I'm using this Nano to finally get a first draft complete, or at least a complete outline, of my pirate story. I haven't given up on it yet, and one of my characters whispered to me last week that I was writing the beginning from the wrong POV. I've discovered and filled some major plot holes and I've gotten farther with the outline than I ever have before. There's still miles to go.

I like the advice about the villains. I have the three, although one is merely perceived as a villain, and he's the one that gives her the most grief. My "big baddie" has never been terribly developed, but I hope during this Nano to learn more about him.

I'm still working on the plot twists. I haven't figured out how my heroine gets to the desired ending. I know the ending, just not how she gets there. I'm maybe 40% there. She and her "beau" are starting to argue and show their differences. Today's only the 5th. I have plenty of time to figure it out.

I have learned something this last week in my Nano planning: trust my inner voice and not that of other well-meaning writers. This is MY story, and I've lived with it for A LOT of years (well over half my life!) Only I know what works and what doesn't. I've ditched ideas and characters that I absolutely loved to make a more cohesive plot. Even now, some of them are trying to reinsert themselves.

I'm off to brainstorm. See yall later! Happy Nanoing.
__________________
Fist Draft By First of the Year

Monica67 8 Oct 2014 at 16:07  
This is a fantastic guide. I've been applying it to my Nano prep, but I've gotten a bit stuck at Step 4 - the Villains. I actually do have 3 villains, and even a spare, a more ambiguous character. But what I'm confused on is the timing.

My First villain does come in right at the beginning, so I seem to have gotten that ok. But the other two, well, I'm wondering how flexible these ideas are. I've planned to bring out the villain who qualifies under this description as the Big Bad at the First Plot Point. The secondary villain is kind of in the background until the midpoint, though I'm not entirely sure his role just yet. Will this screw up my timing?
Ginger11 9 Oct 2014 at 13:50  
I say trust your instinct and do what's best for your story. These formulas are great guidelines, but don't stress too much if you can't make your story fit it. Sounds like your on track. Let the villains emerge when they need to.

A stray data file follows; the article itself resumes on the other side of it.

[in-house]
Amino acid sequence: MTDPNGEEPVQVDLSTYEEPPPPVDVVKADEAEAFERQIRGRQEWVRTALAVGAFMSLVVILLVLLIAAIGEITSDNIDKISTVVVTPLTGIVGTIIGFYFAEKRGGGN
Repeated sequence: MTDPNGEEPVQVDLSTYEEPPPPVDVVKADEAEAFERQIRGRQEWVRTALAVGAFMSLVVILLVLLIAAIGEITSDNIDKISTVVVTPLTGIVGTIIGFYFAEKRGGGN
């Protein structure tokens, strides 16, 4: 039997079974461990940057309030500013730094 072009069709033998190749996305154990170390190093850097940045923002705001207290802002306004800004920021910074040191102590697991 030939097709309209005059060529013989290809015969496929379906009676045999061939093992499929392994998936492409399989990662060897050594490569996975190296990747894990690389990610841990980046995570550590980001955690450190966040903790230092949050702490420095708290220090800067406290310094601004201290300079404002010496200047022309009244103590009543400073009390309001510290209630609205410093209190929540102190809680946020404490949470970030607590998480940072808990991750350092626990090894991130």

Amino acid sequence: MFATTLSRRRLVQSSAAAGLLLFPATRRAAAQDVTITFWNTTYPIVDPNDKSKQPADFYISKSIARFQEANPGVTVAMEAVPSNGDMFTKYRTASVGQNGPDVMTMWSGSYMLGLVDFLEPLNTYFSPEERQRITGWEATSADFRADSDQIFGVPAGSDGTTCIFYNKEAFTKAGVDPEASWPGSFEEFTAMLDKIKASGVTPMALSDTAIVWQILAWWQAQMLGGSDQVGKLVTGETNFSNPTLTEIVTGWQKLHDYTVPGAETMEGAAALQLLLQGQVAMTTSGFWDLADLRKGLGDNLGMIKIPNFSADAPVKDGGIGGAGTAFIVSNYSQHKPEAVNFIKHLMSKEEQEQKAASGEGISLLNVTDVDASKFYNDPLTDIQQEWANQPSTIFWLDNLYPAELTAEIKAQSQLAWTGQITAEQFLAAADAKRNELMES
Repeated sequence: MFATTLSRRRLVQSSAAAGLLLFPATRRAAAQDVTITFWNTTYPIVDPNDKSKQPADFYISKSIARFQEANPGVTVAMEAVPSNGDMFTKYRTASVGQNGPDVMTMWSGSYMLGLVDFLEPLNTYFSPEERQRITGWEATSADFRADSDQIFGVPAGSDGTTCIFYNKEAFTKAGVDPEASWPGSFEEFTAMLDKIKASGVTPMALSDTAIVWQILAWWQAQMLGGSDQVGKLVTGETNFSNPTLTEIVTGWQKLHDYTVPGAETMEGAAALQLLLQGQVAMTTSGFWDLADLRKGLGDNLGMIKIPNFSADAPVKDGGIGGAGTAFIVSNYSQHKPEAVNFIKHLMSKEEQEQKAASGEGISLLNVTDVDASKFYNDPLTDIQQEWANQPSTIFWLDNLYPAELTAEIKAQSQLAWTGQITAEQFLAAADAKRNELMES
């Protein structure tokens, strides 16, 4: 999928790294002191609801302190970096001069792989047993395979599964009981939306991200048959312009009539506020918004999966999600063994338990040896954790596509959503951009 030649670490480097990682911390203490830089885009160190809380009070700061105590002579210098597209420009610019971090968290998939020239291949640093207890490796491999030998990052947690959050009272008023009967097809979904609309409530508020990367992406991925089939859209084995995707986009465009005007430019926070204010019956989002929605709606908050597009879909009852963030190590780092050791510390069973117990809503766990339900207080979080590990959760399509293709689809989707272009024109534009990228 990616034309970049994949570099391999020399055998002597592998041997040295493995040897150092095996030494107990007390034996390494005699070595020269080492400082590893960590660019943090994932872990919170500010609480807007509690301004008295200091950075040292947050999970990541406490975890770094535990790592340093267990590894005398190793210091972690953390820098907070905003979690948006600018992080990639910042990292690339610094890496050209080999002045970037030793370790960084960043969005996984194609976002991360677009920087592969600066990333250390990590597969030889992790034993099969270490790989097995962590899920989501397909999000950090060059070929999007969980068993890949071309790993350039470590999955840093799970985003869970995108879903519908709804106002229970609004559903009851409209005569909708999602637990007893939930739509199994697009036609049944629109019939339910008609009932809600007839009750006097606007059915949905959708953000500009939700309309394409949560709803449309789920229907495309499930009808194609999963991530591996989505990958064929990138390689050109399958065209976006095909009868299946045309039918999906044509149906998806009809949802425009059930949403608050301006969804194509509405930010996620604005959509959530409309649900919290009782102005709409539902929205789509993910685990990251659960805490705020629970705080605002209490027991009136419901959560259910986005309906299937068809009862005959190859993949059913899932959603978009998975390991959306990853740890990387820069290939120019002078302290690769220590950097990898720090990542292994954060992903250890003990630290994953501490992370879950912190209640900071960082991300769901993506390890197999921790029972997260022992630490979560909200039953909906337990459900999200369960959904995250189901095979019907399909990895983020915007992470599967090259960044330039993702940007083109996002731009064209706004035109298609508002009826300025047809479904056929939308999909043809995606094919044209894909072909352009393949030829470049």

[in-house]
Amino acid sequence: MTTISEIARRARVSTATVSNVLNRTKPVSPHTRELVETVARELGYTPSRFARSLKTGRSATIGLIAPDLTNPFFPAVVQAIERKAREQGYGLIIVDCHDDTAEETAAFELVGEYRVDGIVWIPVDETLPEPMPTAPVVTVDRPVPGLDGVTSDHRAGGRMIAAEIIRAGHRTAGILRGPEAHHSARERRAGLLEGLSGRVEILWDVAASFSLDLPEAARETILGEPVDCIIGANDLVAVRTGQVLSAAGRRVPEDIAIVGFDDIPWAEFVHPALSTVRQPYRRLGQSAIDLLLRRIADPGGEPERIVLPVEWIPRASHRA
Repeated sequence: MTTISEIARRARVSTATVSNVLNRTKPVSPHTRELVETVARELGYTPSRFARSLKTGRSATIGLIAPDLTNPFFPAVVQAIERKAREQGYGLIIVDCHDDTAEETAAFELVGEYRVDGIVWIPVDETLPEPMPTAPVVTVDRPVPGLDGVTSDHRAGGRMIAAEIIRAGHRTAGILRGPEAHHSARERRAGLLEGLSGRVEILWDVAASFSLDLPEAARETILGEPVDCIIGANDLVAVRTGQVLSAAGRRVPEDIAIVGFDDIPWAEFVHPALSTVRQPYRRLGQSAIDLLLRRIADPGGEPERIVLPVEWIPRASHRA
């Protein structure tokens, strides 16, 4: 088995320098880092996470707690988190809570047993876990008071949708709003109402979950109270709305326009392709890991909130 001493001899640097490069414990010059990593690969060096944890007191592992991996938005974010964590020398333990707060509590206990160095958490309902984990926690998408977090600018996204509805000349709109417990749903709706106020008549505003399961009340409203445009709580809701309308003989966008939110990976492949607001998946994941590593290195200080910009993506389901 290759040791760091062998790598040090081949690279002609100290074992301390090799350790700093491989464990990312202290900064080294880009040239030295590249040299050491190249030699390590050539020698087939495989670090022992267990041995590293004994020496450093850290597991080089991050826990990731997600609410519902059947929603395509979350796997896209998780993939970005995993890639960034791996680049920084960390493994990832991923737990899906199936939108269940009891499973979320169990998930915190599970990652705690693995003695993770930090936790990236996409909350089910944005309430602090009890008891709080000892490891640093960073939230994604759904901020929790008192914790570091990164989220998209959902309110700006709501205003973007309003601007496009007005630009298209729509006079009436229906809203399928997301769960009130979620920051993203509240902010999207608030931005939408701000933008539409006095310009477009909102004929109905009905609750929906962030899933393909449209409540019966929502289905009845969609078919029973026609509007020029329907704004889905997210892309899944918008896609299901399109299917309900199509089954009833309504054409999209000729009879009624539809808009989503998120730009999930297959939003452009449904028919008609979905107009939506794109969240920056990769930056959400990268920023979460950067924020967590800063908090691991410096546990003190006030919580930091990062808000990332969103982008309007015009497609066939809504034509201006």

__________________
Fist Draft By First of the Year

Twrt 14 Oct 2014 at 17:30  
I like this. A lot. I will be sure to use your guidelines and understand these villains as they come. Thank you for having such an excellent blog.
Mayrain 15 Oct 2014 at 11:28  
I read this an took it to heart - it helped me flesh out an outline, which will help me out with my WIP whether I commit to NaNo or not. Thanks so much!
Natster 19 Oct 2014 at 06:48  
Great post. I was thinking of doing NaNo (with no planning other than what's in my head), but your advice seems very sensible. Thanks
Whiskeyrvr 21 Oct 2014 at 15:13  
Nice article, very informative. I'm attempting NaNoWriMo for the first time this year so the help is much appreciated.
Am-j 22 Oct 2014 at 10:37  
I'm not up for the NaNoWriMo challenge this year, but I love the method laid out in the post. I copied the post to Word and gave myself some space to type between the steps. I write mainstream fiction and normally don't think in terms of villains and world building, but this framework has given me an opportunity to get out of my box, which is always a good thing.

Thanks for the excellent resource!
Jkenney 22 Oct 2014 at 11:35  
I won't try it again....but it DID inspire me to write me first book.

I think NANOWRIMO is a great concept....but for writers....it is insanely short!

I write a good book in about 3 months...asking a new writer to do it in 1...

Yeah....it's a great concept. Just not practical...


__________________
Keep Writing!

Jenny

Jonaslee 22 Oct 2014 at 12:33  
I think NaNo month is a great kickstarter, I just always find myself falling into the editing phase right as it begins.
Deannawa 23 Oct 2014 at 17:22  
Great advice! I'm hoping to "win" this year!
Gracetier 9 Sep 2015 at 04:46  
This year will be my 9th Nano and my 7th as ML (mentor) for my Ireland North East region. Plotting in advance helps and you've some great tips here but I would add - not all writers are plotters and I've seen plenty of pantsers win Nano (but advance naming, researching and just Thinking does help). I would also add - tell your family and friends what you're doing (it commits you to it), scale back social stuff as much as possible in November (I ignore Christmas until the 1st of December, despite having small kids for example). Basically prepare to write - great. But also prepare your life. Oh yeah - and turn off the internet until your daily word count is done - social media and email is the enemy of first drafts.

And during the month, try to be ahead rather than behind. Do extra in the first week, when enthusiasm is high, because there's a high chance of you falling ill, having to handle a family or work emergency etc during 30 days. Have a cushion of words for those days.
Ginger11 11 Sep 2015 at 07:24  
I need a story. I may venture into the dares thread for inspiration.
__________________
Fist Draft By First of the Year

Wringale 13 Nov 2015 at 14:48  
I've planned on doing NaNo this year but I got stuck in the planning process because I started just a week before NaNo starts so I didn't get to finish. Reading this made it seem doable. I'm going to try this even if it's not for NaNo. Thanks for the great tips!
Consty 17 Nov 2015 at 02:44  
I'm not doing Nano, but I'm going to be using the techniques listed above to revise my novel.
Mistwalkr 19 Nov 2015 at 09:25  
I am doing NaNo. My problem is the villains. Because the hero is so young, it's hard to make the villains obvious. Then there's the one they think is a villain who is actually a secondary hero later on. Plus the characters are fighting me every time I try to refer to my notes. They are not making this NaNo easy for me.